Outcry as Chinese erotic writer jailed for more than 10 years over gay sex scenes in novel

Kagthmandu (Pahichan) November 19 – The writer, surnamed Liu but better known by her internet alias Tianyi, was handed a 10-and-a-half year jail term for “producing and selling pornographic materials” last month, according to a television report on Friday.

The book that landed her into trouble was a 2017 novel named Occupy, which sold 7,000 copies through the internet.

The novel, about a forbidden love affair between a teacher and a student, was said to be filled with “graphic depictions of male homosexual sex scenes” tinged with violence, according to a television station in Anhui.

Pornography is illegal in China, but the hefty sentence given to Liu has ignited an uproar on social media.

According to the country’s criminal law, sentences for producing and disseminating obscene material for profit can vary wildly from a few years to life depending on the perceived severity of the offence.

The heavy sentence imposed in this case ignited an uproar. Outraged social media users were quick to point out that many serious crimes, including rape, violence and manslaughter, carried a lower sentence.

Under mainland China’s criminal law, many rapists are only liable to serve a jail term of between three to 10 years.

One case cited by critics was that of an official in Yunnan province who was sentenced to five years in prison for abducting and raping a four-year-old girl. Following a public outcry the sentence was increased to eight years.

Another was a man who was sentenced to 6½ years in jail for beating his wife to death in Beijing in 2009.

The legal basis of Liu’s sentence is a judicial interpretation issued by China’s supreme court.

According to the statement, selling more than 5,000 copies of pornographic books or making more than 10,000 yuan (US$1,400) from their sale is regarded as an “especially serious circumstance”, which carries a sentence of “imprisonment for not less than 10 years or life”.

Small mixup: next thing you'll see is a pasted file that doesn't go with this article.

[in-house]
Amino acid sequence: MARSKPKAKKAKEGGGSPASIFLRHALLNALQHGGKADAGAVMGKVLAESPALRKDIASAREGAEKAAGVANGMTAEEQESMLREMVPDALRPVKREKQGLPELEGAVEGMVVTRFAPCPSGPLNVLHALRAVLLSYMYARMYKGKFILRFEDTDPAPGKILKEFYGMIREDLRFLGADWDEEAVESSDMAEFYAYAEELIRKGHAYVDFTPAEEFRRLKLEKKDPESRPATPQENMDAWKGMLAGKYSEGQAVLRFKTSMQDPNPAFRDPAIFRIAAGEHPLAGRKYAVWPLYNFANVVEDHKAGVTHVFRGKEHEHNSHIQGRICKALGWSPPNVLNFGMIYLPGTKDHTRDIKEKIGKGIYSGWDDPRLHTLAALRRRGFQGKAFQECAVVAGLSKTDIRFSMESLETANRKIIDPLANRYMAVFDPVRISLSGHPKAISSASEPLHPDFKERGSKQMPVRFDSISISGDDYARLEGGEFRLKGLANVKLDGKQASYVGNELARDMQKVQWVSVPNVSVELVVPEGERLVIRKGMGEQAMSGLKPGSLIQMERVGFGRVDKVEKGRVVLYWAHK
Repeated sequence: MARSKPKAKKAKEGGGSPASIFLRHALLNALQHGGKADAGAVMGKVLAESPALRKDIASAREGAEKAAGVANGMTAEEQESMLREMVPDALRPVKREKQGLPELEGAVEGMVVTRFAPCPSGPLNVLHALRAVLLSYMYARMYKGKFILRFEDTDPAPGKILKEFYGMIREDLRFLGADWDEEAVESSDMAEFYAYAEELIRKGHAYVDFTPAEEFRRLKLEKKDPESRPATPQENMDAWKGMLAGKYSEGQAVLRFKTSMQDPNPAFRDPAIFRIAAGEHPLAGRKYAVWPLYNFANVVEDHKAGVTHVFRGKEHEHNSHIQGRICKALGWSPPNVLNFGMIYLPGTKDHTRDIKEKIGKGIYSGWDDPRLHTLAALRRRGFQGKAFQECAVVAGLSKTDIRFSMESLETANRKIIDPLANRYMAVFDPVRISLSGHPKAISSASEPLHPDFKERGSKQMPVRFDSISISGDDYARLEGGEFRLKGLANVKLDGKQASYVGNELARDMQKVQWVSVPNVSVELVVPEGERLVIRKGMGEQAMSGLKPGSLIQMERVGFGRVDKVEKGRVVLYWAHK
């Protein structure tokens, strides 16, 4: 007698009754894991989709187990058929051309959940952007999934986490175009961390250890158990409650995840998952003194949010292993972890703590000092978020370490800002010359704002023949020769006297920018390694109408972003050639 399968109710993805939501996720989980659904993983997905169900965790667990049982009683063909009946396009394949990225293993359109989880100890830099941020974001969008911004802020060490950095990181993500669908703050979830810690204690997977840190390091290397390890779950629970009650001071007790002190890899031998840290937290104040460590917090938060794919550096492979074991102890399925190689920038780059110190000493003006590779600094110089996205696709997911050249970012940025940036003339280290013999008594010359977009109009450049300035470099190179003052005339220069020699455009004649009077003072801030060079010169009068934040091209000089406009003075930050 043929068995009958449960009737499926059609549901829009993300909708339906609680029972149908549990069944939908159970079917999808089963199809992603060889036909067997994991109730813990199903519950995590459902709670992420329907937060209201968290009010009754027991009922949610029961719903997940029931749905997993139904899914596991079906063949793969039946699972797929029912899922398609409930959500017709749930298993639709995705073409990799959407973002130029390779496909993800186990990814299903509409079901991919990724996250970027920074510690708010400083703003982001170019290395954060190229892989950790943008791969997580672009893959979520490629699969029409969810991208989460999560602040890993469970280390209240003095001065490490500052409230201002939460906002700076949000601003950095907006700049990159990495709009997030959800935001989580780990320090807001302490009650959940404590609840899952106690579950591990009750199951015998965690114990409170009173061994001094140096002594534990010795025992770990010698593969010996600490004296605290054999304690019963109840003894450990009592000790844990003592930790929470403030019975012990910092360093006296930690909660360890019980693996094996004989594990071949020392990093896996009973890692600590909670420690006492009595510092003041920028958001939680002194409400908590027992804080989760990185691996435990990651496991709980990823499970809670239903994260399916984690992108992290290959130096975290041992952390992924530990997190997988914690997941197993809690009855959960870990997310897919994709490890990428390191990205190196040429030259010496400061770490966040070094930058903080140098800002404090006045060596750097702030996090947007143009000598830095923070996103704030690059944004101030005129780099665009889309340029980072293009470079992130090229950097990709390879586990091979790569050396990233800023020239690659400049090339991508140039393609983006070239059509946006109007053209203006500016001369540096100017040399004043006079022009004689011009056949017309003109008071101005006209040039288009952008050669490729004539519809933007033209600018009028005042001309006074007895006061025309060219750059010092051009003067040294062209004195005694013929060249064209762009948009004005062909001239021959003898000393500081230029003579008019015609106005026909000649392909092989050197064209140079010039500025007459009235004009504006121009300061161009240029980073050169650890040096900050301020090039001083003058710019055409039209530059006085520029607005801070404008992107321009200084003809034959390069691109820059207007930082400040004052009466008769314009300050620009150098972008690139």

Not only did Liu sell more than 5,000 copies, she also made a profit of 150,000 yuan by doing so.

However, the judicial interpretation was issued in 1998, and critics argue it is outdated.

“It might have been difficult to sell 5,000 copies in 1998 – there was no internet back then. But now it is almost effortless,” said one of the most liked comments on Weibo.

Deng Xueping, a Shanghai-based lawyer at Capital Equity Legal Group, said the judicial interpretation was in need of revision.

“It’s out of touch with all the changes that have taken place in society,” he said.

He also argued that the penalties in the law code were due for revision, saying there were sentencing guidelines for more than 400 offences but it was questionable whether these had been reasonably set.

A former state prosecutor who has handled hundreds of cases ranging from corruption to fraud, Deng said he thought Liu’s sentence was too heavy.

“The social harm of pornographic books might not be as grave as the legislators had thought initially. Nowadays, pornography is ubiquitous,” he said, adding that there was no reason to treat it like “flash floods” or “savage beasts” that could corrupt an innocent mind.

This article appeared in the South China Morning Post print edition as: Outcry as writer of gay porn gets 10 yearS in prison